In my last post I mentioned Bushcraft and Survival Skills magazine.
This is a publication I very much enjoy. Little Boots also likes it because it has features on tracking and as I have mentioned before, we are always on the look out for tracks and animal signs when out wombling in the countryside.

The September/October edition is out today and I’m delighted to say they have kindly published a short book review I did of Lost In The Jungle by Yossi Ghinsberg and since it’s on the very last page it’s nice and easy to find.

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Last year I read Jungle Soldier Brian Moynihan’s fascinating biography of Freddie Spencer-Chapman, which I enjoyed, although I am still slightly perturbed by the sudden demise of the subject. He was a remarkable man.

I have been reading a few jungle-based adventures lately and so acquired a copy of Spencer-Chapman’s book The Jungle Is Neutral which I was reminded of by an article in Bushcraft and Survival magazine by SAS Handbook legend Lofty Wiseman, where it was referenced after the following statement:
“Survival is easy in the jungle and if you have a chance out of all the environments, sea, temperate, desert, arctic or jungle – choose the jungle.”

As an aside I also coincidentally stumbled across a site of the same name, which is interesting, but alas appears to have been discontinued.
The Jungle Is Neutral blog.

Now that is a small coincidence, and I have mentioned such things in previous posts, especially where they appear somewhat uncanny. And here is another.

Just as I started reading the Spencer-Chapman book I also started researching some of the background of Captain Gurowski who I posted about a short while.

Imagine my surprise then when just after I had learned that Captain Gurowski was apparently in France in early 1940 as part of a Scots Guards battalion that was learning to ski, I discovered, whilst reading the first few pages of his book, that Freddie Spencer-Chapman was one of the instructors brought in to train those troops at Chamonix, in Haute Savoie. He would therefore presumably have known Captain Gurowski.

This has inspired me to discover more about the Captain.

Another adventure book and another fire-lighting technique. This time from Ed Stafford’s Walking The Amazon (no need to explain what it’s about, although he was the first man to do so – an amazing feat).

So this is the technique used by one of his South American companions in the very wet Peruvian jungle. Splitting wet wood to get a a dry core, producing shavings and building a platform are all fairly common techniques, but this still seems quite remarkable given the sodden environment. My thoughts are that there are possibly two key factors at play here. Firstly using tree resin as an accelerant. Ed doesn’t say what size of piece was used, but a biggish lump would certainly burn well for some time. Secondly I wonder whether the type of wood was a factor. For instance in the UK I would use Ash if I wanted to be sure of a good fire, probably with softwood for kindling.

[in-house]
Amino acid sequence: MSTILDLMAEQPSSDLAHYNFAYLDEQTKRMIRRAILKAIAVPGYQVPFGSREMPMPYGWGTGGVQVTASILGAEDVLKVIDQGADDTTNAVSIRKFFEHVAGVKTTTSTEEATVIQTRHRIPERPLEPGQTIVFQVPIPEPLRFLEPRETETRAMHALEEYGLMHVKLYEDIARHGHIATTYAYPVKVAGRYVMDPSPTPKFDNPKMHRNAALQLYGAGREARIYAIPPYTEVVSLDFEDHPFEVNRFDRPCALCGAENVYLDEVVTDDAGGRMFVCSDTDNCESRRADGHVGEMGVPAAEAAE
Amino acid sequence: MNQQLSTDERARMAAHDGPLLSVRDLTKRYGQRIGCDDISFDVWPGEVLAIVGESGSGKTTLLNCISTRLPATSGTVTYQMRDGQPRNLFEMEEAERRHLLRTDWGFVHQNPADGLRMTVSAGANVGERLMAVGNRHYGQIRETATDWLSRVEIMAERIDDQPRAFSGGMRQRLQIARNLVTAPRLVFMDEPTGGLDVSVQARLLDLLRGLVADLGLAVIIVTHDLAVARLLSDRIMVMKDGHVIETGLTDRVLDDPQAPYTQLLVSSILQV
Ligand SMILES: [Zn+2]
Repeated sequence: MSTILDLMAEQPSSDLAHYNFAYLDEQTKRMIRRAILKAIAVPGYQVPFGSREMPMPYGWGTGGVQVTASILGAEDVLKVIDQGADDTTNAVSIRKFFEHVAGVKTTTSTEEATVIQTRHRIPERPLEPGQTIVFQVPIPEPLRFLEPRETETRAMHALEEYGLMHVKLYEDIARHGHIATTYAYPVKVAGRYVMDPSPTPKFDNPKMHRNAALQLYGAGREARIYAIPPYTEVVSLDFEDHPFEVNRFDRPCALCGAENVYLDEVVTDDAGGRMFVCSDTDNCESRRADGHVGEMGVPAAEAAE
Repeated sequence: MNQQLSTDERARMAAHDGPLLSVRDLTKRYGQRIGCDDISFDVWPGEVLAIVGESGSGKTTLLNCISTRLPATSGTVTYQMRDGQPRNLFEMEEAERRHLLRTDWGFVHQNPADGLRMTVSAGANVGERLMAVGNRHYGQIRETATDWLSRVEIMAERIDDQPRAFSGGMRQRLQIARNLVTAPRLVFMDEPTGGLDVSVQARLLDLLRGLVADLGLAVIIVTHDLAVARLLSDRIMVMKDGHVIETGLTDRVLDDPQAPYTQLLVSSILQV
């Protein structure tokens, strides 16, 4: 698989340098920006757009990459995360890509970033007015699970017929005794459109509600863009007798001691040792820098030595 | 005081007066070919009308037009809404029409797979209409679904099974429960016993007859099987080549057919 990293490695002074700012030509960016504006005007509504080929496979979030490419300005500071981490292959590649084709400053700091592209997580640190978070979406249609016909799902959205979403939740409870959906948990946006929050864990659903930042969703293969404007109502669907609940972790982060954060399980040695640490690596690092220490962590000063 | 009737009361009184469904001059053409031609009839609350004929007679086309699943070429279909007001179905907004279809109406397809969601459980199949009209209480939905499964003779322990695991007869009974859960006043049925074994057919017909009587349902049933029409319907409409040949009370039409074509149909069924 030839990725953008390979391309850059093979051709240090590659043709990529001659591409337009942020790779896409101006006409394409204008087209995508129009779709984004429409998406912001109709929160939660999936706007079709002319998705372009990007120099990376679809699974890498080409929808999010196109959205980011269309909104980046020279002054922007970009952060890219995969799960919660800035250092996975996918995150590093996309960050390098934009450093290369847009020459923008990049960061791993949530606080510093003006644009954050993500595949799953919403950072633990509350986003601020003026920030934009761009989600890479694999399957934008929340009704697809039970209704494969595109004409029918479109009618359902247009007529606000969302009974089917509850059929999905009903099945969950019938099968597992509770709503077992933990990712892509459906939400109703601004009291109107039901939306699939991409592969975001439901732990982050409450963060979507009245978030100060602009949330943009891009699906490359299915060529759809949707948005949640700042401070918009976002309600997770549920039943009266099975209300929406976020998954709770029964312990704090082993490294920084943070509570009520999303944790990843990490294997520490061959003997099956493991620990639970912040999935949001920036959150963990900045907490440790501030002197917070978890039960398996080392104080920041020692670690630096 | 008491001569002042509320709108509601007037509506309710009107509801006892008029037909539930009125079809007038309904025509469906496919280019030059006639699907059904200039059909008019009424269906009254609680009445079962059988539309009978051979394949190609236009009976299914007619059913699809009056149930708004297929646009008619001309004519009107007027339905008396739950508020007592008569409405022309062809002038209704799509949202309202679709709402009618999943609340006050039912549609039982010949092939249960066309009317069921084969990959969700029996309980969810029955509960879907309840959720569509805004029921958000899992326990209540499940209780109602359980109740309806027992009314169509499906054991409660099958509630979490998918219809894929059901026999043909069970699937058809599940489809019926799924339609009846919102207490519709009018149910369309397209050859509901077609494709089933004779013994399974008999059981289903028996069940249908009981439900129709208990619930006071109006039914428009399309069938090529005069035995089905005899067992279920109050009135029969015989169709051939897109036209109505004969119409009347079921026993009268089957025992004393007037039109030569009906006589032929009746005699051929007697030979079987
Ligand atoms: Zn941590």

Whatever the case here is the described method:

“Jaun’s firelighting technique was different from most as he didn’t use ant sticks at all. He found dry wood that was two to three inches thick and he made a base to raise the fire off the wet ground by splitting the logs in half and laying the inside side face up. Next, he shaved one of the logs repeatedly to produce dry shavings that he piled up on the platform. Then he just arranged the large logs around the outside of the shavings like the spokes of a wheel and lit the fire using a lump of resin that he’d chipped off a tree with his macheteThe result was a roaring fire in about ten minutes even though it had been raining for days.”

Currently I’m reading a book that I heartily recommend and will review in full at some future point. Eric Hanson’s Stranger in the Forest (on foot across Borneo) is remarkably good for many reasons.

One small one that I enjoyed is that I learned something, actually two things. First, that you can create fire from bamboo. Now I have seen on TV people using bamboo to make a “fire plough” but I have never seen, or even heard of making a fire using bamboo and flint. Flint?!

You don’t believe me? This is the excerpt.

“Bo ‘Hok showed me how fire was made before the Penan discovered Bic lighters. He cut a two foot length of green bamboo with his parang and from his tin tobacco box produced a smallish flake of flint. He called it batu api, the fire rock. Holding the flint and a thin mat of tinder between his thumb and first two finger-tips, Bo ‘Hok vigorously struck the smooth surface of the bamboo at an oblique angle. To my astonishment sparks appeared. The tinder soon glowed red in patches and was then placed into a prepared handful of dried fibrous sago bark mixed with ash from burned leaves. This mixture, he explained, was tidak takoot angin, not afraid of the wind. Bo ‘Hok added wood shavings, blew two or three times, and within seconds we had fire,”

As someone who manged to light a fire using flint and steel for the first time last year (that’s flint and STEEL! STEEL, not bamboo. And another thing – it wasn’t exactly simple) I find this astounding. I just can’t see how this works.

Using burned (or part burned) leaves as part of a tinder bundle is also something I’ve never come across either. It makes sense though. Fire dogs (part burned logs) are quick to take when lighting a fire and something we put at the centre of a new fire at home. When we go to a campsite that has fire pits one of the first jobs, once we’ve set the tent up is to go scavenging around old fires for any fire dogs.

Using leaves like this is something I plan to try out soon.

We went away for a short break a few months back and for reading matter I bought the latest issue of Bushcraft Magazine along with the first book from my “to read” book stack. The mag included a piece by Lisa Fenton on The American Frontiersman this included such famed explorers as Henry Kelsey, Samuel Hearne, Alexander MacKenzie and Anthony Henday.

Coincidentally the book, which I’d nabbed without looking at, was Ray Mears’ Northern Wilderness.
The book and the article had plenty of common ground, both featuring Hearne and MacKenzie and others among the American mountain men.

And if that weren’t enough in terms of odd coincidences, I had just the day before we left, finished watching a series on US PBS channel about the expedition of American explorers Lewis and Clarke.

I find this sort of history, both fascinating and awful at the same time. The European explorers were clearly men of resourcefulness and fortitude who achieved some amazing feats. However for me that is wholly tempered by the fact that these were not unpeopled lands and their ventures created the prelude to what feels a lot of the time like a genocidal wave of “progress” under which the First Nations peoples (and they were Nations) suffered massively.